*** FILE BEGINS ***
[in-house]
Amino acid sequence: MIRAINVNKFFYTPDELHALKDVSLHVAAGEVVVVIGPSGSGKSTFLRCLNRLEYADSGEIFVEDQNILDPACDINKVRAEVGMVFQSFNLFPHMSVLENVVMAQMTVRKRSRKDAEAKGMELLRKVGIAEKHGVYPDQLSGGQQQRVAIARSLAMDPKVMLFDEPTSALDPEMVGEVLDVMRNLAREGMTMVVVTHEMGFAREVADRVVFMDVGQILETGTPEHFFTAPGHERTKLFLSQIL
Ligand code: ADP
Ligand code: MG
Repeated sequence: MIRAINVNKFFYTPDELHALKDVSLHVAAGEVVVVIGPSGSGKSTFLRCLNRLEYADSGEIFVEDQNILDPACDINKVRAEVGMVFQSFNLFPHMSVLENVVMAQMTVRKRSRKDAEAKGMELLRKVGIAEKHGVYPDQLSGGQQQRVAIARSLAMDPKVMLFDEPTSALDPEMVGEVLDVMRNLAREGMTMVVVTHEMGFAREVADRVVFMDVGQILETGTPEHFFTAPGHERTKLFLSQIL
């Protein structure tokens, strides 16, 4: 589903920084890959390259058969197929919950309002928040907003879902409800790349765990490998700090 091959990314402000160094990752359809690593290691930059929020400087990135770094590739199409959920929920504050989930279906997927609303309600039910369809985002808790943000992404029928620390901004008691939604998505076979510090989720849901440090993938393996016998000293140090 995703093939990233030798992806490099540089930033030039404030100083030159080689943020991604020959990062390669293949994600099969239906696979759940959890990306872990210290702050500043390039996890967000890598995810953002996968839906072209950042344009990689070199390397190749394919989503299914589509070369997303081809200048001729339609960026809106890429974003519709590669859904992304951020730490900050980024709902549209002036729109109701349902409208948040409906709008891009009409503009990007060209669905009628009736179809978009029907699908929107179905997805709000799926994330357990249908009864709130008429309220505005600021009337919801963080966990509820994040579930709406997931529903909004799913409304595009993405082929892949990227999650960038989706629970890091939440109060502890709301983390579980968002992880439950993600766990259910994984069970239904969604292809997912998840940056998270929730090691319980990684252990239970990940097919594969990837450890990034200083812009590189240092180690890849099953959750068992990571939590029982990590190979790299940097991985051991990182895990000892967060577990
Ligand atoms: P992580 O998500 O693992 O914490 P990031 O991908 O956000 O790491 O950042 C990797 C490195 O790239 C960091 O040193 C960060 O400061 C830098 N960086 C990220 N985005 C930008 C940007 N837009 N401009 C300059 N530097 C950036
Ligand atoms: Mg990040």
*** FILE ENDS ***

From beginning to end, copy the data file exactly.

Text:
[in-house]
Amino acid sequence: MIRAINVNKFFYTPDELHALKDVSLHVAAGEVVVVIGPSGSGKSTFLRCLNRLEYADSGEIFVEDQNILDPACDINKVRAEVGMVFQSFNLFPHMSVLENVVMAQMTVRKRSRKDAEAKGMELLRKVGIAEKHGVYPDQLSGGQQQRVAIARSLAMDPKVMLFDEPTSALDPEMVGEVLDVMRNLAREGMTMVVVTHEMGFAREVADRVVFMDVGQILETGTPEHFFTAPGHERTKLFLSQIL
Ligand code: ADP
Ligand code: MG
Repeated sequence: MIRAINVNKFFYTPDELHALKDVSLHVAAGEVVVVIGPSGSGKSTFLRCLNRLEYADSGEIFVEDQNILDPACDINKVRAEVGMVFQSFNLFPHMSVLENVVMAQMTVRKRSRKDAEAKGMELLRKVGIAEKHGVYPDQLSGGQQQRVAIARSLAMDPKVMLFDEPTSALDPEMVGEVLDVMRNLAREGMTMVVVTHEMGFAREVADRVVFMDVGQILETGTPEHFFTAPGHERTKLFLSQIL
């Protein structure tokens, strides 16, 4: 589903920084890959390259058969197929919950309002928040907003879902409800790349765990490998700090 091959990314402000160094990752359809690593290691930059929020400087990135770094590739199409959920929920504050989930279906997927609303309600039910369809985002808790943000992404029928620390901004008691939604998505076979510090989720849901440090993938393996016998000293140090 995703093939990233030798992806490099540089930033030039404030100083030159080689943020991604020959990062390669293949994600099969239906696979759940959890990306872990210290702050500043390039996890967000890598995810953002996968839906072209950042344009990689070199390397190749394919989503299914589509070369997303081809200048001729339609960026809106890429974003519709590669859904992304951020730490900050980024709902549209002036729109109701349902409208948040409906709008891009009409503009990007060209669905009628009736179809978009029907699908929107179905997805709000799926994330357990249908009864709130008429309220505005600021009337919801963080966990509820994040579930709406997931529903909004799913409304595009993405082929892949990227999650960038989706629970890091939440109060502890709301983390579980968002992880439950993600766990259910994984069970239904969604292809997912998840940056998270929730090691319980990684252990239970990940097919594969990837450890990034200083812009590189240092180690890849099953959750068992990571939590029982990590190979790299940097991985051991990182895990000892967060577990
Ligand atoms: P992580 O998500 O693992 O914490 P990031 O991908 O956000 O790491 O950042 C990797 C490195 O790239 C960091 O040193 C960060 O400061 C830098 N960086 C990220 N985005 C930008 C940007 N837009 N401009 C300059 N530097 C950036
Ligand atoms: Mg990040």